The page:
Do you know anyone who loves wasps? Neither do we!
Remember the commotion in a car when this dreaded needle insect crawls through the open window. Or when someone in the entourage is stung, seemingly for no reason. Invariably, the reference to wasps is made in a negative way.
But without these insects, the world around us would not be the same.
An essential yeast
Two Italian professors, Irene Stefanini and Leonardo Dapporto, from the University of Florence, who studied these dreaded insects with colleagues from Yale University, have proven it. Researchers began by finding that a yeast – essential to the process of making wine, beer and bread – that grows on grapes in vineyards, scientifically called Saccharomyces cerevisiae and popular brewer’s yeast, can’t travel by air, leading them to explore alternative theories to explain its presence on grapes. That’s how they arrived at the version involving European hornet and European paper wasps ( Polistes dominula ) in the transport of yeasts in a vineyard. They feed on grapes and help to start fermentation. Following this theory, the two scientists discovered that wasp guts provide a safe winter refuge for Saccharomyces cerevisiae.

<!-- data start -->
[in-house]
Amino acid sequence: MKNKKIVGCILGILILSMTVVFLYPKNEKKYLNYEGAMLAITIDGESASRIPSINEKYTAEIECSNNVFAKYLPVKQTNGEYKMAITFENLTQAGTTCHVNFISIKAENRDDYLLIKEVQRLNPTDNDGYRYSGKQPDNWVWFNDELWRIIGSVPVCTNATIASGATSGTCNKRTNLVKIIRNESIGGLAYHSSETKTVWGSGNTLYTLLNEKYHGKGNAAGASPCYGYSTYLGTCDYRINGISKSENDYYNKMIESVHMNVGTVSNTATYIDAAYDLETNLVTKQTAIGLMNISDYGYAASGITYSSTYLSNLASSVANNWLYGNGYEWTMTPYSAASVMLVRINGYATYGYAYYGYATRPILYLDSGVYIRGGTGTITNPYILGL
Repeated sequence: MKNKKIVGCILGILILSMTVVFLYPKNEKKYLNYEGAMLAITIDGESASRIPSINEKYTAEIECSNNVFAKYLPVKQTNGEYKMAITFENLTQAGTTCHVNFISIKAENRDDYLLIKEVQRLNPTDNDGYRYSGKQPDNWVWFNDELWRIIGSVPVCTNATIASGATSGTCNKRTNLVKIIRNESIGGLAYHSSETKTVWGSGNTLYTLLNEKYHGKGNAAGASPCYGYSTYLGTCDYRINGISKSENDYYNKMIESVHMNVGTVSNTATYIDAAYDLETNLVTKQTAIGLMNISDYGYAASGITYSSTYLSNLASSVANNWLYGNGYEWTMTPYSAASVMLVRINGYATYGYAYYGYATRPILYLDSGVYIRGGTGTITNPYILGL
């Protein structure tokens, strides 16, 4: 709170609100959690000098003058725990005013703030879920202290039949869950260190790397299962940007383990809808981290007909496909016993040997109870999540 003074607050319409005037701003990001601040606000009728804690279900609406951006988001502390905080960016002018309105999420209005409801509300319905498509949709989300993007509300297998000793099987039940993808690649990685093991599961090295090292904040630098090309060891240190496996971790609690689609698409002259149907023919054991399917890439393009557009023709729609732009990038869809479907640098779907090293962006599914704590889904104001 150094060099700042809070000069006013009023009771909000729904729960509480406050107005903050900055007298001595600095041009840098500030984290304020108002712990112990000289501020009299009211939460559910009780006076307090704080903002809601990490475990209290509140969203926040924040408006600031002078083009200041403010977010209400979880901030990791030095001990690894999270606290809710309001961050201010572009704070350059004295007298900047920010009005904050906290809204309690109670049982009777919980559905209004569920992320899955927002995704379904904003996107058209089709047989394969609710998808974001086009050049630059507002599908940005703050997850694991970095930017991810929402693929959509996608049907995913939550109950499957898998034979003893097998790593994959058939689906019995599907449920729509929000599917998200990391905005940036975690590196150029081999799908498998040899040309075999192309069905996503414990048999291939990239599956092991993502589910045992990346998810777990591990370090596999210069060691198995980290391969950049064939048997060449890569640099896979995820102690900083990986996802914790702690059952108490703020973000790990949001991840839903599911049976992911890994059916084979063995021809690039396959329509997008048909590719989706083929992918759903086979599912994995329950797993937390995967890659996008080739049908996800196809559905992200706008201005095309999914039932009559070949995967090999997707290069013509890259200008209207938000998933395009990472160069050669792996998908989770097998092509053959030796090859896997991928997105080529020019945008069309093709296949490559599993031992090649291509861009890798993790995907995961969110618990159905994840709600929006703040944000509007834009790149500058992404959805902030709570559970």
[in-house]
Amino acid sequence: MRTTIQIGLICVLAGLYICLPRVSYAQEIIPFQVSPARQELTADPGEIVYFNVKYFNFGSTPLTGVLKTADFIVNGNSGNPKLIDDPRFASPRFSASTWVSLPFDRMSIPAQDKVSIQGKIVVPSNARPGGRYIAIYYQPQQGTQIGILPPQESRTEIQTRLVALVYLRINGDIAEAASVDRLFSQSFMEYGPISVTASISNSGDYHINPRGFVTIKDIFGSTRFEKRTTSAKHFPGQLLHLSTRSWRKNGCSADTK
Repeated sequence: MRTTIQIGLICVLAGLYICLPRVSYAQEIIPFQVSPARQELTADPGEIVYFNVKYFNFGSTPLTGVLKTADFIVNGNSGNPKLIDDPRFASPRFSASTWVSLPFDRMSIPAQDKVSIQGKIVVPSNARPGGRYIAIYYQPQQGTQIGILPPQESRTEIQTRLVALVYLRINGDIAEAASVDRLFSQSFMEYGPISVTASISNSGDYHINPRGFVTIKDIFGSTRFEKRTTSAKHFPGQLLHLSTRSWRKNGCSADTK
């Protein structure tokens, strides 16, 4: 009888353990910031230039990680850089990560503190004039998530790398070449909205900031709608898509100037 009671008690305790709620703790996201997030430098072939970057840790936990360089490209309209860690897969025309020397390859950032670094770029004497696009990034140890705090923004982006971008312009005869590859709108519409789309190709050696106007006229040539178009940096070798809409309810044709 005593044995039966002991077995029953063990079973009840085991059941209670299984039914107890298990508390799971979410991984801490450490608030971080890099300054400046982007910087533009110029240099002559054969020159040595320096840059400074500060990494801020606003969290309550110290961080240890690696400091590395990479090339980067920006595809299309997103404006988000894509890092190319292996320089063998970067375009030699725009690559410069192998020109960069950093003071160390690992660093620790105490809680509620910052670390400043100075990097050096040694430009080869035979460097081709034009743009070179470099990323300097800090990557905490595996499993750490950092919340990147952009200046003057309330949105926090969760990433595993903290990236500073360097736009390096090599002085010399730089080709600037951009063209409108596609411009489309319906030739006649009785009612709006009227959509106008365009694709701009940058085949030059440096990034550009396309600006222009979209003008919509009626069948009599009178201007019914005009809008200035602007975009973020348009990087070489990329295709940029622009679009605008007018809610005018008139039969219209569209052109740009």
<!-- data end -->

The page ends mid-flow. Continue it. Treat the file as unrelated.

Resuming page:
Summer is not like winter
Saccharomyces cerevisiae is a single-celled saprophytic fungus of microscopic size, which multiplies by budding and grows only in summer, because low winter temperatures destroy it.
Of course, this yeast is not enough in the process of making a wine, which is why winemakers will add, at the right time, more yeast; but if Saccharomyces cerevisiae is not present in the grapes from the start, the wine will not taste as good.
Returning to the theory involving wasps, the mechanism is as follows: when they eat the fruit, the insects also swallow the yeast. Their stomach is a perfect environment for yeast to survive the cold months. In addition, when wasps feed their young, they transmit the fungus to them. When the larvae mature, they reintroduce the yeast into the vineyards and the process starts again. This is the essential difference between wasps and other insects and birds that could spread this yeast to the vineyards. "Wasps are among wine lovers’ best friends," says Professor Duccio Cavalieri, co-author of the study.
An alternative theory
However, an alternative theory by yeast specialist Jose Sampaio indicates that the true natural habitat for Saccharomyces cerevisiae is the bark of the oaks. Sampaio isolated the fungus from oak trees over a full year and identified it in three quarters of his samples, while Stefanini and Dapporto found it in only a quarter of the wasp’s numbers. Sampaio’s conclusion: although wasps are not indispensable as a habitat for preserving yeast, these insects are very interesting as vectors.
Bibliography: Social wasps are a Saccharomyces mating nest – Irene Stefanini, Leonardo Dapporto, Luisa Berna, Mario Polsinelli, Stefano Turilazzi, Duccio Cavalieri